economist Herb Hinman has been analyzing the costs of growing crops
in Washington state for nearly 25 years. His results are published
online and in extension bulletins.
such titles as 2003 Enterprise Budgets for Spring Barley, Spring
Wheat and Winter Wheat Using Direct Seeding Tillage Practices, Lincoln
County, Washington, never make best seller lists, they play a crucial
role in the state's farm economy. Among other things, they help
farmers negotiate loans to buy seed and fertilizer.
you go into banks, you'll see our budgets sitting on desks, because
bankers want to compare our figures with the producers' figures,"
Hinman said. "If they are different, the banker wants to know why."
budgets take into account such components as capital, labor, machinery,
size of enterprise, crop yields, input prices, commodity prices,
and management skills.
budgets, as well as similar ones done by his colleagues around the
country, also play a role in shaping farm policy. "A lot of our
wheat budgets go back to Washington, DC, to furnish data to analyze
how changes in the farm program may affect Washington producers.
especially in WSU's crop and soil sciences department, rely
to help them determine if their research makes cents and as well,
sense. He sums it up simply, "Farmers want to know what
the bottom line is." Rarely does Hinman's work receive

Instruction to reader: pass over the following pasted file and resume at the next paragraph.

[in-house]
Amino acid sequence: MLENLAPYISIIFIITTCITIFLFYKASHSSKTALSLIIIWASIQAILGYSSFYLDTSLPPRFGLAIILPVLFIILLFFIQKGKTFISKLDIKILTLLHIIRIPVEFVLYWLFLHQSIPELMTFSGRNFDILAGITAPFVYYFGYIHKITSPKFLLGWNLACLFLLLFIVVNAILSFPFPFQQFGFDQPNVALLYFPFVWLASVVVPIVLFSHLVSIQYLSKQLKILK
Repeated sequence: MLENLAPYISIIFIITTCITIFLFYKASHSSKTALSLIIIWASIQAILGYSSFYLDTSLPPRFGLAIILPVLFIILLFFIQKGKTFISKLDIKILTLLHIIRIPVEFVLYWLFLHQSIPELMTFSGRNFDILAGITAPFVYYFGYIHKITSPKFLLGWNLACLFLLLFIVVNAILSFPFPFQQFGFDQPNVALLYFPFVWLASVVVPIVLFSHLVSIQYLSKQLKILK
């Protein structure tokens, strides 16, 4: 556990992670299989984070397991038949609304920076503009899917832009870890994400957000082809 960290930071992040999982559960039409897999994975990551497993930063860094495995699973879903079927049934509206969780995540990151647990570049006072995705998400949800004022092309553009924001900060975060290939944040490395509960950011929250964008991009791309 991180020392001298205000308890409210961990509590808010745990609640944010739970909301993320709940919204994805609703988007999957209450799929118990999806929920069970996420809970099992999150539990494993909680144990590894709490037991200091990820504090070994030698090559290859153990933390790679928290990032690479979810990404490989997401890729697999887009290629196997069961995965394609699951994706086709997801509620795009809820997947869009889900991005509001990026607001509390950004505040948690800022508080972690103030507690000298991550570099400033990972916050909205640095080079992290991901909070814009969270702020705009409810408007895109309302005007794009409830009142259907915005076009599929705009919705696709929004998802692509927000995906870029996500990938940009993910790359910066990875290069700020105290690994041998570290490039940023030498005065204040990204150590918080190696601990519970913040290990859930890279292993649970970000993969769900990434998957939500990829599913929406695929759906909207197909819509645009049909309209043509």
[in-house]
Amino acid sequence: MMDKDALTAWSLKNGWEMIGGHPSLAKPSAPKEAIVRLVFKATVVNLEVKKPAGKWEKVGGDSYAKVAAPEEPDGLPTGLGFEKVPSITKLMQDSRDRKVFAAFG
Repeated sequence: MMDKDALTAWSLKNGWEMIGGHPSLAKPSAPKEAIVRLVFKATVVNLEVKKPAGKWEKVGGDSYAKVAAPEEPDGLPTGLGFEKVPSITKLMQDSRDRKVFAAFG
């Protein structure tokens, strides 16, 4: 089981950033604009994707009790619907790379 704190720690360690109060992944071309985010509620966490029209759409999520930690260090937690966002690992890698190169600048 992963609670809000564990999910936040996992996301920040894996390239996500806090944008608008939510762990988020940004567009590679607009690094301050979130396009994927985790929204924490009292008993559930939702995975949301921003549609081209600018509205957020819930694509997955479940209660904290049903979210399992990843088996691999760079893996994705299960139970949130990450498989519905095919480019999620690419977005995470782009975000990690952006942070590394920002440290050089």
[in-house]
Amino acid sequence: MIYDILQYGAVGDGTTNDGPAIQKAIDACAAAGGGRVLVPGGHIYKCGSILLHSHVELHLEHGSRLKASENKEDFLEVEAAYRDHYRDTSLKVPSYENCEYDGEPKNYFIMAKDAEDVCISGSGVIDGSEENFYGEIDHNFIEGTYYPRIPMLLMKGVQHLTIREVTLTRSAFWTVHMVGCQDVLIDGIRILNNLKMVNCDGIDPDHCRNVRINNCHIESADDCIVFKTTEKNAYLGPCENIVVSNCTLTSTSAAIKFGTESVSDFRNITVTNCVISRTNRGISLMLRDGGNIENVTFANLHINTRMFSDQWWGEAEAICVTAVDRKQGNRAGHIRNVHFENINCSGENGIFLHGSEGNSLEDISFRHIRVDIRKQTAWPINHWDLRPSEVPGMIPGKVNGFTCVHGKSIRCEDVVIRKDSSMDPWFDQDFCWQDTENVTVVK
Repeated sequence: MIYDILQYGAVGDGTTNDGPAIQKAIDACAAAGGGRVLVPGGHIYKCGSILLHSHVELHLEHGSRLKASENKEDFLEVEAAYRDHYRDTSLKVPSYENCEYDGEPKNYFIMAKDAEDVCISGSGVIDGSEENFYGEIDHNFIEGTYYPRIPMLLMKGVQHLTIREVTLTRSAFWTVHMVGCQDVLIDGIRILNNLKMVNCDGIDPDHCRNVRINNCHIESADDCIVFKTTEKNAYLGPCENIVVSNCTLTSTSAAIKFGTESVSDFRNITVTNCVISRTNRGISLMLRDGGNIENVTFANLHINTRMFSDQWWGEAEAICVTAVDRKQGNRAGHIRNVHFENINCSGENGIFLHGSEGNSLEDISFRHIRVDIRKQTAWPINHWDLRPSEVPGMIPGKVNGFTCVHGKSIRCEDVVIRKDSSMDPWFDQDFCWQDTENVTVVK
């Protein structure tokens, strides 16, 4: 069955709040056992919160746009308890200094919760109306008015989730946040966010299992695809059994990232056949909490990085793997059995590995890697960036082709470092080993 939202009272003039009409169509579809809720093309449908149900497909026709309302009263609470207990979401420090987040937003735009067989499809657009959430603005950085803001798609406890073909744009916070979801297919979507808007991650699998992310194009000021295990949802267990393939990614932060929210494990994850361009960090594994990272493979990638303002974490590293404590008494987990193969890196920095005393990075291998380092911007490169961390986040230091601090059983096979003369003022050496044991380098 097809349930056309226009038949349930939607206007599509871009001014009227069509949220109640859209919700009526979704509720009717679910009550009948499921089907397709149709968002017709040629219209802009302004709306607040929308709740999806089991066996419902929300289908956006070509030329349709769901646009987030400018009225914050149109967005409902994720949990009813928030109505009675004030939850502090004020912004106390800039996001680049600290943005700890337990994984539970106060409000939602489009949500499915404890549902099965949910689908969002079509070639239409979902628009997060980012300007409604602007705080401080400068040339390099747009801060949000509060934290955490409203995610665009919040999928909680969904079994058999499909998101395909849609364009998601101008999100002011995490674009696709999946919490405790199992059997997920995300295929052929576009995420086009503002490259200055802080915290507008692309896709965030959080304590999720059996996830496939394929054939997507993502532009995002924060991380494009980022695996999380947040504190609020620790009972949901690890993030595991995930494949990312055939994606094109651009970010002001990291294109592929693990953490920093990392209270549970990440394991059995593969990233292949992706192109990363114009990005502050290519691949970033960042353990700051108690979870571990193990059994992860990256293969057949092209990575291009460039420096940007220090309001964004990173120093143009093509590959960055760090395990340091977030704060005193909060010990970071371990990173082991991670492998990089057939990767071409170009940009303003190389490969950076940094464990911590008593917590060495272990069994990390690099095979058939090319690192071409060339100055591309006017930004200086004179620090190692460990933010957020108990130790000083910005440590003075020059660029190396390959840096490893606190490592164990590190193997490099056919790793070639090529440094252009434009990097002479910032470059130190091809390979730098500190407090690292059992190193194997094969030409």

any attention in the media, but two years ago one of his budgets
authored jointly with
Gary Pelter and Erik Sorensen, two area extension faculty in the
Columbia Basin, was hailed in a front page story in the Capital
Press regional farm weekly.
Hinman converses with WSU student
In a story about a new contract negotiated by potato growers and
french fry processors, Dale Lathim, executive director of the
Potato Growers of Washington, said that a WSU study analyzing
the costs of producing potatoes in the Columbia Basin was pivotal
in establishing target prices during negotiations with Simplot
and Lamb-Weston. The agreement provided farmers with a $3 per
ton increase for the 2002 crop, "the best settlement for the state's
potato industry in 20 years," according to Lathim. He went on
to say, "The contract structure translates to an additional $15
million paid to the Columbia Basin grower community this year."
cost studies, often referred to as budgets, are collaborative
efforts involving county extension faculty and growers. "We go
out and meet with a grower committee and sit down to figure out
what it is costing them to produce a crop. It could be apples
in the Yakima Valley or carrots in the Columbia Basin. Last year
we put a lot of effort into updating budgets in Whitman and Lincoln
budgets are done by county. Budgets for irrigated crops may cover
several counties. The effort is never ending. Twenty to 30 crop
budgets are current.
Studies to update the cost of growing onions in the Columbia Basin
and hops in the Yakima Valley are currently underway.